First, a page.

Under the bugle-beaded bonnet
A quick snack on the run

Building the bridge

I've been thinking about structure a lot, lately, and one thing that keeps coming to mind is a story I wrote ages ago, which didn't really work for all sorts of reasons, mostly to do with my novelist's tendency to keep trying to squeeze not just a quart - that's easy - but a gallon into a pint pot, and partly to do with the fact that historical short fiction's a tricky beast at the best of times. It covered a long stretch of years, which is never easy in a short story, and as a way of placing and anchoring the big architecture of the story (see how the metaphor's coming along already?) I used the building of a bridge in her home town, pier by pier, arch by arch, until it reached the far bank at the end of the story. It sounds static, though, and the thing about prose is that it only really exists - can be experienced - in time: it's dynamic in the true sense. As if my unconscious recognised this, at one point in the writing I had an absolutely clear vision of the piers of the bridge being a giant's legs, planting themselves in the river bed, splashes and little whirlpools and all, as he walked to the other side. What I was doing in writing the story, I realised, and what the story was doing for the reader, was like those time-lapse film clips: I was actually building the bridge to the other side. When you're about to start a novel you know quite a lot about the bank you're standing on, because you need to write it. And that other side is so clearly there too, as an entity. But it's dim and un-specific: you'll only see real old crones and delinquent children, smell the bakery and the cess-pit, see the brightly-painted chapel and the big grey castle when you get there.

And the more I think about it, the better the metaphor gets. I thought it appealed to me because I plan my novels in big chapters from the start - ten or twelve, perhaps - so the chapters are obviously my piers: the main stages of the story. But it can be incredibly useful when you're looking at a novel which already exists - yours, or someone else's - to say, 'Okay, what are the piers of this story?' It's not because everything needs to be reducible to the Seven Basic Plots, but because without that underlying sense that all the small things are part of a bigger shape - growth, change, the shape of a life, the nature of dying - a novel is just one damn thing after another.

Another reason it's helpful is because if you think of a bridge as being made up not of a series of arches, but a series of piers, then each pier is the roots of two half-arches, and those arches reach out to join hands with the half-arches rooted on the neighbouring piers. (Have a look here if you're having trouble imagining it). And half the time, what's going wrong with a novel is that perfectly good bits of solid architecture don't join up properly. And here, quite without meaning to, we're in company with the scriptwriters and their story arcs. The join is, of course, the keystone: without it, firmly wedged in, the arch collapses, so it's not that it's not important. But maybe we should think more often not of the top of the arc, which is the high point/crisis/moment of change, but the roots of the arc: the piers. Get those right - solid enough, rooted enough, the distance between them suitable for your materials - and the arcs/arches will reach out quite naturally to join. Some writers build some piers and arches in mid stream as seems best, and only join them all up at the end. Others, like the builders in the link above, build a rough scaffolding, and only start to put in the dressed stone when it's right. But even with modern materials and cranes it's a physical impossibility to build an arch till you've got at least one pier to root it on.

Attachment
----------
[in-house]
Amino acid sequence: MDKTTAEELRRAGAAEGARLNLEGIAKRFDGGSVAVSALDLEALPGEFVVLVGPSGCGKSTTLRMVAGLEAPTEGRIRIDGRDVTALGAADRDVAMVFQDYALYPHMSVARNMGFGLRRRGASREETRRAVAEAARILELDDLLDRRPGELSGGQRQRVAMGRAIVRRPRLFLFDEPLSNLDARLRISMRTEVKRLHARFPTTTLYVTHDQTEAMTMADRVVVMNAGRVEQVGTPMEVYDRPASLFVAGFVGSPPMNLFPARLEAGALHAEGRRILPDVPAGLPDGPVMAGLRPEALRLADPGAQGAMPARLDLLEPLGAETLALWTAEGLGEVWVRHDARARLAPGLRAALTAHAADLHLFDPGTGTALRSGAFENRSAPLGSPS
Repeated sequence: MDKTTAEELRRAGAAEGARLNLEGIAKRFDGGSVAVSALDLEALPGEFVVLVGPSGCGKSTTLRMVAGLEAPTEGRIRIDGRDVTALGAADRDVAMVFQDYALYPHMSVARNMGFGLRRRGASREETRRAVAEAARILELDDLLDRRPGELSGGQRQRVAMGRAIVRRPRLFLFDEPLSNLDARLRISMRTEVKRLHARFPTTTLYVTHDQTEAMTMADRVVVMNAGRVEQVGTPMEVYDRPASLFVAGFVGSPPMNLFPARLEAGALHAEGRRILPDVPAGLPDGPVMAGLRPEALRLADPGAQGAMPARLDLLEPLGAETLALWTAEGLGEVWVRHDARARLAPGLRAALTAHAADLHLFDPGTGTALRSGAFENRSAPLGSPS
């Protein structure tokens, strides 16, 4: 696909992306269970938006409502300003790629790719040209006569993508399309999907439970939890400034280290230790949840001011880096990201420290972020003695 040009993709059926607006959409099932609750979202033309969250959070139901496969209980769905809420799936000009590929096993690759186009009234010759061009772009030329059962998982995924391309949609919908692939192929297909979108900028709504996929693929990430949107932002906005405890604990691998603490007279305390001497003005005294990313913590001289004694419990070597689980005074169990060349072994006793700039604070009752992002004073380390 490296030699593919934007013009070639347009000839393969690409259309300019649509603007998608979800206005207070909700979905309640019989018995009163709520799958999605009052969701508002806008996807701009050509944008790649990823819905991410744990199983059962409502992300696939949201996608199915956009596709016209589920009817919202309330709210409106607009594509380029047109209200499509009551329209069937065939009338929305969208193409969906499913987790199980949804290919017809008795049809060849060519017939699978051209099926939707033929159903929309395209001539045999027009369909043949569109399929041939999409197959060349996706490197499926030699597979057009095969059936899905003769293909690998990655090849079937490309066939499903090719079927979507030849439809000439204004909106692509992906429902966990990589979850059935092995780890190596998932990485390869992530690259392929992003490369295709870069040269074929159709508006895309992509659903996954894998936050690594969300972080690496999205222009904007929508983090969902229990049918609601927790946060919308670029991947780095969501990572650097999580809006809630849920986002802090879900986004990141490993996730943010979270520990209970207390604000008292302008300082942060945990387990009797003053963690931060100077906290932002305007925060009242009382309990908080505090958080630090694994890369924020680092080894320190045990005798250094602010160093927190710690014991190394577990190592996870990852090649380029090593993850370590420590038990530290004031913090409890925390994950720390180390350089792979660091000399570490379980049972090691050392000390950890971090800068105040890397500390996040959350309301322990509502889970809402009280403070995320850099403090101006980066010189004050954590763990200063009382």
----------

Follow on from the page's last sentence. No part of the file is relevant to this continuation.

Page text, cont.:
Of course, it's not enough to think of the piers either, because the arches are built of bricks, or stones, or riveted steel - lots of small, single units, at any rate. And much of writing a novel is about putting one damn brick after another, over and over again, and not forgetting that the bridge has a width, too, as well as a length, and a road over the top. Pier by pier, stone by stone the writer builds their way across the river to the far bank. Mind you, when it comes to readers, most people crossing a bridge don't think about the piers: how aware of them do you want your readers to be? I've walked over bridges where the road actually rises and falls over each arch, and others where each pier supports a little widening of the bridge, a passing-place or balcony, as it were, from which you can lean out (careful!) and see the arches either side of you, and the river below. Lampposts are regular, too, and of course if it's a suspension bridge (are we taking this metaphor too far, do you think?) then you're acutely aware of the two towers high above your head, and the cables from which the whole river-crossing enterprise, literally, depends.

Well, maybe that's as far as we can take it. Much of the time I just carry that image of a giant, planting his great footsteps, one after the other, making for the other side.